In 1952 it cost $0.25 to join Radio Shops Credit Union – the original name of Truliant Federal Credit Union.
Radio Shops was started by Western Electric to serve the banking needs of its employees in Winston-Salem, Greensboro and Burlington. The credit union started with 2,000 members.
Bob Messick was one of those early members. After graduating in 1951 from Hanes High School in Winston-Salem, Messick started working for Western, a wholly owned subsidiary of AT&T. Messick was in a two-year machinist program at Hanes, so he was qualified to work in the Western shop right after graduation. He joined the credit union in 1952.
As of 2018, Messick has been a member of Truliant for 66 years.
“I signed up for a quarter,” said Messick, 86. “It was started for active employees of Western Electric, and our credit-union office was right in the Western plant on Chatham Road. In the early days the credit union used Western employees to work for the credit union during lunch.
“Lunch was the only time they were open because we couldn’t leave our jobs at other times to go to the credit union. They had to work at our convenience. And if you wanted to apply for a loan at lunch there were only two people who could handle a loan application,” Messick said.
Messick said that he was working at Western on gun turret guidance systems for the military. “I was mostly doing wiring.”
Two years after joining Western, Messick was drafted into the military in 1953. He was about to complete his training in Fort Jackson, S.C., when it was announced that the Korean War had ended.
“They split up our group alphabetically,” Messick said. “All the M’s through Z were sent to Europe. All the others were sent to the Far East.” Messick served his two years in Germany, working as a machinist and as an auto mechanic.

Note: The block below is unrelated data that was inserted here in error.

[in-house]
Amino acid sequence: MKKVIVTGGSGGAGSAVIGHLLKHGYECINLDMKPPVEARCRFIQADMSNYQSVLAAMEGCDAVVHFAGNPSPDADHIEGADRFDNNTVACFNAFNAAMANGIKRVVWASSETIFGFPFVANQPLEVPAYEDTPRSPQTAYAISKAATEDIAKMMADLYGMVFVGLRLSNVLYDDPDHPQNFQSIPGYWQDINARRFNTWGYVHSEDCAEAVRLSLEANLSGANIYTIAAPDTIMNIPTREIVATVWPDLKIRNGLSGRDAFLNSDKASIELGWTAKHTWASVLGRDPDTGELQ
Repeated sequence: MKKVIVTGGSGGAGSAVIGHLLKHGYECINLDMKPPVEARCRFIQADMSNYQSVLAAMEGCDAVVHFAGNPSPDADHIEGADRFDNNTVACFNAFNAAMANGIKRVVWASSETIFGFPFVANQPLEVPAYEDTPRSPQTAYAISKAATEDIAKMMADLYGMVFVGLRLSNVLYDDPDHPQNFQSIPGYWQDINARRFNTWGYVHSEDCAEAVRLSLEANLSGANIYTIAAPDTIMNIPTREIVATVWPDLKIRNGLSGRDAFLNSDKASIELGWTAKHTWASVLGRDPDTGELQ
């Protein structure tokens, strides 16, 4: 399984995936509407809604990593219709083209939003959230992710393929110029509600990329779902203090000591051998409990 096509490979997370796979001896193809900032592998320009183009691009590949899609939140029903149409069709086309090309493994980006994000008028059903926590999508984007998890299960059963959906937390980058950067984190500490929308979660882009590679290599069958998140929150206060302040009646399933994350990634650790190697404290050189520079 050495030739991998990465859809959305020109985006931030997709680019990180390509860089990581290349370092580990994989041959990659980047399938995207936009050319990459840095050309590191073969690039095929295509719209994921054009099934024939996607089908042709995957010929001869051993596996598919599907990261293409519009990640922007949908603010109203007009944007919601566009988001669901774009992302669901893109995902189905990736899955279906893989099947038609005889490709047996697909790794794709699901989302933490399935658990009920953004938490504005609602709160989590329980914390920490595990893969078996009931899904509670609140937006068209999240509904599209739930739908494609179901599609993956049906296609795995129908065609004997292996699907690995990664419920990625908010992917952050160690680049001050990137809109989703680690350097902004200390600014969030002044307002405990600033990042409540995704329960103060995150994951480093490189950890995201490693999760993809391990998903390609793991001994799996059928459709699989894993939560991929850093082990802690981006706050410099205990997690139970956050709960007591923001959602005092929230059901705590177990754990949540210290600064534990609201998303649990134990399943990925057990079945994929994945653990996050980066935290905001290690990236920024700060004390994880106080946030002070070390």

When Messick returned to Winston-Salem in 1955, Western had held his job for him and they added his two years of military service to his time with the company. Messick married his first wife, Peggy, in 1955. They had three children. Peggy later died of cancer in 1982.
Messick spent the next 35 years working for Western and Bell Labs, also owned by AT&T, in various capacities as a trainer and supervisor in different shops. He retired in 1990.
Messick, who has been married to his current wife, Hilda, for 30 years, maintained his membership in the credit union, watching it adopt several names over the years – North Carolina Works in 1962, AT&T Family Credit Union in 1983 and Truliant in 1999 – and grow from 2,000 members to more than 230,000 today.
The biggest change that Messick has noticed over the years is the number of people who work at the credit union.
“They have more people. There used to be two at the Western office, but now when I walk into the North Point branch there are all kinds of people ready to help.
“I got my first car loan from the credit union,” Messick said. “It was a Chevrolet and I just about wore out that title taking it back and forth to the credit union. I took it to them every time I needed money. Then I’d pay it off and I’d get the title back. But then I’d need money again for one thing or another and I’d mortgage the car again.”
One Truliant service that Messick hasn’t used is online banking. Because he has macular degeneration – the leading cause of vision loss in the U.S. – Messick can no longer effectively use a computer.
“On average I go to the North Point branch (in Winston-Salem) once a month,” Messick said. “I have most of my bills drafted. Betsy Bracken of Truliant took care of all that for me. I don’t have to worry about writing checks. I’m more forgetful now, so I don’t have to worry about my bills being paid. That’s a wonderful convenience Betsy set up.
“North Point is a really good branch. I can still drive there – with the blessings of my eye doctor. It’s only 10-15 minutes, but I don’t drive at night any longer. When I do have an issue, I just call Betsy. If she’s not in I usually get a response within a day. That’s good banking.”
Truliant’s connection has migrated through of two additional Messick generations. Bob Messick’s son Jody, 58, lives in Belmont, N.C., with his wife, Trina. They became AT&T Family Credit Union members in 1982 while Trina was employed at an AT&T plant in Winston-Salem. They are still members and Bob Messick set up college accounts for their two children: Amber, now 39, and Jamey, now 35.
Amber was able to use money from that account to attend UNC Chapel Hill and Jamey used his account to help with expenses at Appalachian State University.
Not bad for an initial membership fee of $0.25 in 1952.